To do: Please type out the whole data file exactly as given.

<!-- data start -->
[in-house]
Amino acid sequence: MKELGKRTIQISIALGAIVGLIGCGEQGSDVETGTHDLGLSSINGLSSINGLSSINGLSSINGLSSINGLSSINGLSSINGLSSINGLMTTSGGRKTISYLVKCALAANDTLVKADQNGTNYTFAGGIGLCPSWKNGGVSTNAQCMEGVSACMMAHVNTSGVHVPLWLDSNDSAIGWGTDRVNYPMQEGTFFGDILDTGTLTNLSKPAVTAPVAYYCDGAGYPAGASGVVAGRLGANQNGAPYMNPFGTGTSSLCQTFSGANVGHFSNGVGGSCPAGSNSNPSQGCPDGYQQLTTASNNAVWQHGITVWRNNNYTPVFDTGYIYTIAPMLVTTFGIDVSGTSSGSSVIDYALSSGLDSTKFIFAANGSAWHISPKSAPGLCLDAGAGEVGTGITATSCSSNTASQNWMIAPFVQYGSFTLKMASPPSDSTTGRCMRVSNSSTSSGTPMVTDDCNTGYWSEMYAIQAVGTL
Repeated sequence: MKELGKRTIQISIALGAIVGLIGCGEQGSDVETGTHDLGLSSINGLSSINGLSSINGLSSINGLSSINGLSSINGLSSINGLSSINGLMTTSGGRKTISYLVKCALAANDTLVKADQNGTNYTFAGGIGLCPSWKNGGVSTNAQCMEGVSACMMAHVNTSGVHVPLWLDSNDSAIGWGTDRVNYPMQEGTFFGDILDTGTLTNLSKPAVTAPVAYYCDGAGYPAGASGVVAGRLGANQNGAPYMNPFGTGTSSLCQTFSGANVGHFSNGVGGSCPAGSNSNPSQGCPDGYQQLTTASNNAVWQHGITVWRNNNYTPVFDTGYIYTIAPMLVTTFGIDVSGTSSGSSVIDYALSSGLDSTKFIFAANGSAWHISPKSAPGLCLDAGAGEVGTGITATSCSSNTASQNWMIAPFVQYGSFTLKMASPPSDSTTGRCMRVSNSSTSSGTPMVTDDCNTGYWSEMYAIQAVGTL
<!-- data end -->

[in-house]
Amino acid sequence: MKELGKRTIQISIALGAIVGLIGCGEQGSDVETGTHDLGLSSINGLSSINGLSSINGLSSINGLSSINGLSSINGLSSINGLSSINGLMTTSGGRKTISYLVKCALAANDTLVKADQNGTNYTFAGGIGLCPSWKNGGVSTNAQCMEGVSACMMAHVNTSGVHVPLWLDSNDSAIGWGTDRVNYPMQEGTFFGDILDTGTLTNLSKPAVTAPVAYYCDGAGYPAGASGVVAGRLGANQNGAPYMNPFGTGTSSLCQTFSGANVGHFSNGVGGSCPAGSNSNPSQGCPDGYQQLTTASNNAVWQHGITVWRNNNYTPVFDTGYIYTIAPMLVTTFGIDVSGTSSGSSVIDYALSSGLDSTKFIFAANGSAWHISPKSAPGLCLDAGAGEVGTGITATSCSSNTASQNWMIAPFVQYGSFTLKMASPPSDSTTGRCMRVSNSSTSSGTPMVTDDCNTGYWSEMYAIQAVGTL
Repeated sequence: MKELGKRTIQISIALGAIVGLIGCGEQGSDVETGTHDLGLSSINGLSSINGLSSINGLSSINGLSSINGLSSINGLSSINGLSSINGLMTTSGGRKTISYLVKCALAANDTLVKADQNGTNYTFAGGIGLCPSWKNGGVSTNAQCMEGVSACMMAHVNTSGVHVPLWLDSNDSAIGWGTDRVNYPMQEGTFFGDILDTGTLTNLSKPAVTAPVAYYCDGAGYPAGASGVVAGRLGANQNGAPYMNPFGTGTSSLCQTFSGANVGHFSNGVGGSCPAGSNSNPSQGCPDGYQQLTTASNNAVWQHGITVWRNNNYTPVFDTGYIYTIAPMLVTTFGIDVSGTSSGSSVIDYALSSGLDSTKFIFAANGSAWHISPKSAPGLCLDAGAGEVGTGITATSCSSNTASQNWMIAPFVQYGSFTLKMASPPSDSTTGRCMRVSNSSTSSGTPMVTDDCNTGYWSEMYAIQAVGTL